Working in a hospital requires you to pay special attention to hygiene practices because the spread of germs happens quickly and without much prompting. As a result, some 687,000 patients experience a healthcare-associated infection (HAI) every year, 72,000 of whom die. What’s more, HAIs may be on the rise. From 2016 to 2017, the Centers for Disease Control and Prevention reported between a 1 and 13 percent increase in the number HAIs nationwide.
It’s not clear what exactly is behind this shift, but it is clear that hospital employees play a significant role in both widening and preventing the spread of germs. Below are a few evidence-based sources of bacteria driven by healthcare workers.
According to the CDC, studies show that healthcare workers wash their hands less than half of the amount of times per day that they’re supposed to. Depending on how many patients you’re treating, you might need to wash your hands up to 100 times during a 12-hour shift.
For optimal hand-washing results, the CDC recommends:
- Using an alcohol-based hand sanitizer
- Wearing gloves whenever you’re treating a patient with C. difficile (because alcohol-based hand sanitizer does not kill it)
- Cleaning your hands before and after every patient interaction
You should also take the time to clean areas that are easily skipped over, such as cuticle beds and between your fingers. Because healthcare workers’ dry skin on their hands can also contribute to HAIs, regularly apply a CDC-approved lotion throughout your shift. If your hospital doesn’t stock it, you should advise them to do so.
Regularly remind your patients to wash their hands, as well.
Multiple studies have shown that hospital workers’ clothing can contribute to infections, especially scrubs and white coats. In fact, that’s why multiple governments, including the U.K.’s and Australia’s, have issued a “bare below the elbow” recommendation.
In an October 2017 study, a simulation found that 25 percent of clinicians wearing long-sleeved white coats had contaminated sleeves and wrists compared to 0 percent of clinicians in short sleeves. Similarly, a 2016 study found nurses’ scrubs become contaminated with bacteria after roughly 10 percent of shifts. The authors noted clinicians should be more conscious of wearing protective clothing during interactions with patients with infections.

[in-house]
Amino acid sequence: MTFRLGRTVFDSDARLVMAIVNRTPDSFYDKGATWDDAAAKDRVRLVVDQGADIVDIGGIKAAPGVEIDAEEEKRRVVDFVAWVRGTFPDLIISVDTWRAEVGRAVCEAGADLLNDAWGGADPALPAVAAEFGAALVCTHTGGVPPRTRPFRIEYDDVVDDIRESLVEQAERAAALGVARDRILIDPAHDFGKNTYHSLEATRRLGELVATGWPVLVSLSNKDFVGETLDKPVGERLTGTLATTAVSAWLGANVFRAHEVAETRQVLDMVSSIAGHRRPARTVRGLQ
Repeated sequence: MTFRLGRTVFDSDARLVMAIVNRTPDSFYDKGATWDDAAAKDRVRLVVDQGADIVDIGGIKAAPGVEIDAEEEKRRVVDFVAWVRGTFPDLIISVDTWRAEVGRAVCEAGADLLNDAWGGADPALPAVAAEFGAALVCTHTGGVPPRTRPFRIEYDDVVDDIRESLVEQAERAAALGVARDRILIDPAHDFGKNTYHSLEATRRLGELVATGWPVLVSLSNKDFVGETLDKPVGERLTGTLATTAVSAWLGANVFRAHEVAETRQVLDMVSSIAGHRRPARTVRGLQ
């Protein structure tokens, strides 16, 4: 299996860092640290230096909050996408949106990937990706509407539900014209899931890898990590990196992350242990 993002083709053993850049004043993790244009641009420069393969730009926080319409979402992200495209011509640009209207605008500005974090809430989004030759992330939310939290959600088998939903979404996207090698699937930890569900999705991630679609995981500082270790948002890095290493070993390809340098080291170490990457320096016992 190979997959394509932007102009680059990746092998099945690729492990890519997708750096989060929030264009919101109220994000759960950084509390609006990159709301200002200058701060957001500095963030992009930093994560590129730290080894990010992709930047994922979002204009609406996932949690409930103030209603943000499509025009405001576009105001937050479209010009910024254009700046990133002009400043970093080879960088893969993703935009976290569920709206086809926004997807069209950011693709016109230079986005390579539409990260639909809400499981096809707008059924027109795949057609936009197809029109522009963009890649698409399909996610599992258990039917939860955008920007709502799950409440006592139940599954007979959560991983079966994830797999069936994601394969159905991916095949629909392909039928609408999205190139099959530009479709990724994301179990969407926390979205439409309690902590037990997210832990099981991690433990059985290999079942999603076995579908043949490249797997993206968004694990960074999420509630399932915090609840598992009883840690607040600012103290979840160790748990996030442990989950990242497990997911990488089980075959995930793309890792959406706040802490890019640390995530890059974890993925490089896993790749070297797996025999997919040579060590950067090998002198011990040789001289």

Incorrect protocol when removing protective clothing
Many of the benefits of wearing protective clothing are lost if clinicians don’t follow the appropriate procedures when taking it off, or “doffing.” A May 2019 study found 39 percent of healthcare workers make doffing errors and as a result were more likely to have contaminated clothes following a patient interaction. Always follow the CDC guidelines for protective personal equipment.
Stethoscopes and other medical tools
A 2018 study found stethoscopes are often loaded with diverse bacteria, such as staphylococcus, which can cause deadly staph infections. Making matters worse, many clinicians don’t clean their stethoscopes. Littman offers some recommendations for doing so:
- Wipe your stethoscope with a 70-percent isopropyl alcohol solution.
- Do not use hand sanitizer as a cleaning agent as there are additives that may damage parts of the stethoscope.
- Do not immerse your stethoscope in any liquid or subject it to any sterilization process.
- Keep your stethoscope away from extreme heat, cold, solvents and oils.
- Tunable diaphragms can be removed from the chest-piece and their surfaces wiped with alcohol or soapy water. Dry all parts thoroughly before reassembly.
- Ear tips can be removed from the ear tubes for thorough cleaning.
Other known fomites that healthcare workers frequently carry around include badges, blood pressure cuffs and pens.
Hospital floors often carry dangerous bacteria. According to a 2014 study, 22 percent of floors tested positive for methicillin-resistant Staphylococcus aureus; 33 percent had vancomycin-resistant enterococci; and 72 percent had C. difficile. Naturally, your shoes come in the most contact with the floor, so be sure to practice good hand hygiene after touching your shoes.
Some 40 percent of nurses’ cell phones are contaminated with bacteria, MedPage Today reported in June 2019. Consider sterilizing your device regularly with bleach or alcohol to eliminate the most enduring bacteria, such as C. difficile, Dr. Dubert Guerrero, an infectious disease specialist at Sanford Health in Fargo, North Dakota, told The New York Times.
While a certain degree of bacteria is inevitable in healthcare settings, revisiting best practices for cleaning your hands, scrubs, your personal equipment can mitigate these effects.